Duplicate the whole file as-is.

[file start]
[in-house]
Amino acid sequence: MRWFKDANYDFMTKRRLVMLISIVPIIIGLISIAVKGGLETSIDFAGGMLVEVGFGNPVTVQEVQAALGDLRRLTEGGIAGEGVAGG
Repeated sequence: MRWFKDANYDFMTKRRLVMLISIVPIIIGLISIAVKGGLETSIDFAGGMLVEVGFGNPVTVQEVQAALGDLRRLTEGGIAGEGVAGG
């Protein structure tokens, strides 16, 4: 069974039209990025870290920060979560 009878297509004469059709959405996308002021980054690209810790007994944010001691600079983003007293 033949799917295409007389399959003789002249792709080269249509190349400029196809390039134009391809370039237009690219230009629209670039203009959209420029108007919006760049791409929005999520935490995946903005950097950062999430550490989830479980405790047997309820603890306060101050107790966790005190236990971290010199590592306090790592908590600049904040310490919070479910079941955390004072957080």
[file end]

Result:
[in-house]
Amino acid sequence: MRWFKDANYDFMTKRRLVMLISIVPIIIGLISIAVKGGLETSIDFAGGMLVEVGFGNPVTVQEVQAALGDLRRLTEGGIAGEGVAGG
Repeated sequence: MRWFKDANYDFMTKRRLVMLISIVPIIIGLISIAVKGGLETSIDFAGGMLVEVGFGNPVTVQEVQAALGDLRRLTEGGIAGEGVAGG
């Protein structure tokens, strides 16, 4: 069974039209990025870290920060979560 009878297509004469059709959405996308002021980054690209810790007994944010001691600079983003007293 033949799917295409007389399959003789002249792709080269249509190349400029196809390039134009391809370039237009690219230009629209670039203009959209420029108007919006760049791409929005999520935490995946903005950097950062999430550490989830479980405790047997309820603890306060101050107790966790005190236990971290010199590592306090790592908590600049904040310490919070479910079941955390004072957080």